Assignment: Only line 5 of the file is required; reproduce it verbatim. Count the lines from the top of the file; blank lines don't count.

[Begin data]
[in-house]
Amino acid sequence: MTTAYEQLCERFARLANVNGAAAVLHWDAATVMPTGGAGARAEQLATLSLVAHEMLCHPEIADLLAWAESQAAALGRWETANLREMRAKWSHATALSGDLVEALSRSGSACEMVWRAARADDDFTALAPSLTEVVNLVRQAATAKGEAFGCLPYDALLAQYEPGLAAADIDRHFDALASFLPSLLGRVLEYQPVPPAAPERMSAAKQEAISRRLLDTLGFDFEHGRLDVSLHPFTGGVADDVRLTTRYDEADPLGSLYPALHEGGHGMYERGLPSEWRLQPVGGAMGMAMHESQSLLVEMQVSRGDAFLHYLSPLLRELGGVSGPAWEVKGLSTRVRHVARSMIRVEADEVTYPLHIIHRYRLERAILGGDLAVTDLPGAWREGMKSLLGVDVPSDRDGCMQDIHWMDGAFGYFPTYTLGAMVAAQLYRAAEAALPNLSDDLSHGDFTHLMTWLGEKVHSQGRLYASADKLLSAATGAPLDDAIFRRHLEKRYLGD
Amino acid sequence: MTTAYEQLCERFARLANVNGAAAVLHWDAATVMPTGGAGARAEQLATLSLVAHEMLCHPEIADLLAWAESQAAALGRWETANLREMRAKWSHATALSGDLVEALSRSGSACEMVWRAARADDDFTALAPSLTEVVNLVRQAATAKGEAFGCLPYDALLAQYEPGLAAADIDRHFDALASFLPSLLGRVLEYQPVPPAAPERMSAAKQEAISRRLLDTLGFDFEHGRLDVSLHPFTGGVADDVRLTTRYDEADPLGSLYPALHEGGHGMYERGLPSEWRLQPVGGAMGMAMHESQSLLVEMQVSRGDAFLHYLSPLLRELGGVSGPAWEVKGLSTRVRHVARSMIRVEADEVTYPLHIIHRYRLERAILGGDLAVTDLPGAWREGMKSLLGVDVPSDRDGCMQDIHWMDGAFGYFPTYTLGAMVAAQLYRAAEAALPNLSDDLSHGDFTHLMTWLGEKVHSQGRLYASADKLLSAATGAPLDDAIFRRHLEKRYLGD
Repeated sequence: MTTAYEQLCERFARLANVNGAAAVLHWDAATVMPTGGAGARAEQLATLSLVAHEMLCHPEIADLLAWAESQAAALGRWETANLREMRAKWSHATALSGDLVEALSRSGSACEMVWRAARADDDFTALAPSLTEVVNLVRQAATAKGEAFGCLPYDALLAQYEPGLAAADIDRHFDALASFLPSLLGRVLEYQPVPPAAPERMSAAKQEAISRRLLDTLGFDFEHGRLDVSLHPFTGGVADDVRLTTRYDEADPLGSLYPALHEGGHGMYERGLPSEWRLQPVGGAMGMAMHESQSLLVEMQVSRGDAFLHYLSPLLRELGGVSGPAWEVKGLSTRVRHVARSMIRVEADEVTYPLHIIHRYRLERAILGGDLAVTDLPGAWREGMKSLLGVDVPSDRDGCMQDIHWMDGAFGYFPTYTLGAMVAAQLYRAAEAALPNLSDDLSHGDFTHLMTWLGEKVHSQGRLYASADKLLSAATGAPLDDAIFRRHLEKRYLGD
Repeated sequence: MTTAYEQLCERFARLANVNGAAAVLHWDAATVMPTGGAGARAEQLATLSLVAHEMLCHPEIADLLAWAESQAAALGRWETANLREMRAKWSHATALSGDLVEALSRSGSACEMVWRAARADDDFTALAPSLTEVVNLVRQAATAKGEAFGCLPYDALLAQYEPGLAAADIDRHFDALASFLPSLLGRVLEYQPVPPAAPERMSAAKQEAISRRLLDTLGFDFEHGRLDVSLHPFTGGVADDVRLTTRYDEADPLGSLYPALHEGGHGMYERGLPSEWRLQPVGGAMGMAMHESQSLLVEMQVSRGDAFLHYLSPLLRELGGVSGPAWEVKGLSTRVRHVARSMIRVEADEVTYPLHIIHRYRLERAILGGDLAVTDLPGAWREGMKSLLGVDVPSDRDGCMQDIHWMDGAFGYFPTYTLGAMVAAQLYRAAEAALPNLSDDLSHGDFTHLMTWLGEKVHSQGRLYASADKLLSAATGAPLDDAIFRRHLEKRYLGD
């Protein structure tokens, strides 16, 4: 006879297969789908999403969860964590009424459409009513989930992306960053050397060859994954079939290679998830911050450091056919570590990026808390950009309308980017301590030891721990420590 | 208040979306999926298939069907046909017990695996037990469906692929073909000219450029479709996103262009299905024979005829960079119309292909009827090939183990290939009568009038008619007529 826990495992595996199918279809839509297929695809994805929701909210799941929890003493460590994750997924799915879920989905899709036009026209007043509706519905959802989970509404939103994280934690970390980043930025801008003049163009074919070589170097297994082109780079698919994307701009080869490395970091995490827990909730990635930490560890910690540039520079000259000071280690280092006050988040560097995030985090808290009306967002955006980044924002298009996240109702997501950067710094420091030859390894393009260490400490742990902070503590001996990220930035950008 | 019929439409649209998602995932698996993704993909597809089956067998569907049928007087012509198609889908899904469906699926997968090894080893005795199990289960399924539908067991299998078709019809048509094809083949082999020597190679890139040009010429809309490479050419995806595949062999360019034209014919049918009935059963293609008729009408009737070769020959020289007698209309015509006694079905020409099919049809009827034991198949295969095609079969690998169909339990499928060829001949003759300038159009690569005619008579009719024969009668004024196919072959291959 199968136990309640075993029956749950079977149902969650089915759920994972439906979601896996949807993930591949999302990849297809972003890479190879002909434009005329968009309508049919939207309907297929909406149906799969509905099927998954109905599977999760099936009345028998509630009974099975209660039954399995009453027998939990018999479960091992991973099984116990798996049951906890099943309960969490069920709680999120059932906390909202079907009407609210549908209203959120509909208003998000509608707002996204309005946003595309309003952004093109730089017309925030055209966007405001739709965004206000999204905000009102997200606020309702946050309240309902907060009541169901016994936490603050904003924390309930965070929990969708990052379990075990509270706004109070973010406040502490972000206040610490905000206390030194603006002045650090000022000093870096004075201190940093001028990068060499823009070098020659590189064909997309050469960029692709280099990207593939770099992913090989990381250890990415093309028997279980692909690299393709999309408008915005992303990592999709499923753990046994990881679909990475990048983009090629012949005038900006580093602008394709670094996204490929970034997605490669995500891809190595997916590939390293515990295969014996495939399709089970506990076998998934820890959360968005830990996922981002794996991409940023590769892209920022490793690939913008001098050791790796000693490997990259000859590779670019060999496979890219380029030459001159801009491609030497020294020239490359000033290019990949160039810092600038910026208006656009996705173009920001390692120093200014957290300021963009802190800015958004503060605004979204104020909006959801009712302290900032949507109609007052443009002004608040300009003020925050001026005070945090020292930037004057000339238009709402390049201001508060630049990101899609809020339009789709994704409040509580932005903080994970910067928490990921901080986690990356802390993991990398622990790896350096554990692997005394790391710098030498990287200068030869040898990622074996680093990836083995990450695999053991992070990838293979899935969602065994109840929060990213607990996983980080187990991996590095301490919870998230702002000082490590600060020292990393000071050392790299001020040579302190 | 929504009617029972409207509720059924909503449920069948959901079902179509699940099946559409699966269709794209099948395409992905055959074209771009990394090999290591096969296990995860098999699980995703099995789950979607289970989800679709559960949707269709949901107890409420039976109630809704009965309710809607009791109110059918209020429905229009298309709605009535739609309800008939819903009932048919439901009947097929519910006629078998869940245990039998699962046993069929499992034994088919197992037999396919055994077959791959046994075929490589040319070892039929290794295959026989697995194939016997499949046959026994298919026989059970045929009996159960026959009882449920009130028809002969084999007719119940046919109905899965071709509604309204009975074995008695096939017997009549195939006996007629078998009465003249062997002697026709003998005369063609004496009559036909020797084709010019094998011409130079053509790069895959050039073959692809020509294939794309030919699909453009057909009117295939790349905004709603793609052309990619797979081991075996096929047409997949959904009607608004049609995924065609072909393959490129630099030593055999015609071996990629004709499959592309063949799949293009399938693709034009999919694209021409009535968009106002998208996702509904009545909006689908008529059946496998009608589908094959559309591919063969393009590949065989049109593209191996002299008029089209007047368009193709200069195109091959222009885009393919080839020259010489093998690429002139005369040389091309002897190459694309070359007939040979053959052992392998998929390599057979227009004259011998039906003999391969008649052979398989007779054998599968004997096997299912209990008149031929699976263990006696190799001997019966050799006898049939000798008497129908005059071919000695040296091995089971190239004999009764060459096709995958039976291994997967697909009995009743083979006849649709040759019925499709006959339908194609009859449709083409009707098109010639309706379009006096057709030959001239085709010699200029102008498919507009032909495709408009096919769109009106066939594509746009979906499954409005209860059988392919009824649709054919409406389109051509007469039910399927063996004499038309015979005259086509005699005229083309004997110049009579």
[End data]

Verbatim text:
Repeated sequence: MTTAYEQLCERFARLANVNGAAAVLHWDAATVMPTGGAGARAEQLATLSLVAHEMLCHPEIADLLAWAESQAAALGRWETANLREMRAKWSHATALSGDLVEALSRSGSACEMVWRAARADDDFTALAPSLTEVVNLVRQAATAKGEAFGCLPYDALLAQYEPGLAAADIDRHFDALASFLPSLLGRVLEYQPVPPAAPERMSAAKQEAISRRLLDTLGFDFEHGRLDVSLHPFTGGVADDVRLTTRYDEADPLGSLYPALHEGGHGMYERGLPSEWRLQPVGGAMGMAMHESQSLLVEMQVSRGDAFLHYLSPLLRELGGVSGPAWEVKGLSTRVRHVARSMIRVEADEVTYPLHIIHRYRLERAILGGDLAVTDLPGAWREGMKSLLGVDVPSDRDGCMQDIHWMDGAFGYFPTYTLGAMVAAQLYRAAEAALPNLSDDLSHGDFTHLMTWLGEKVHSQGRLYASADKLLSAATGAPLDDAIFRRHLEKRYLGD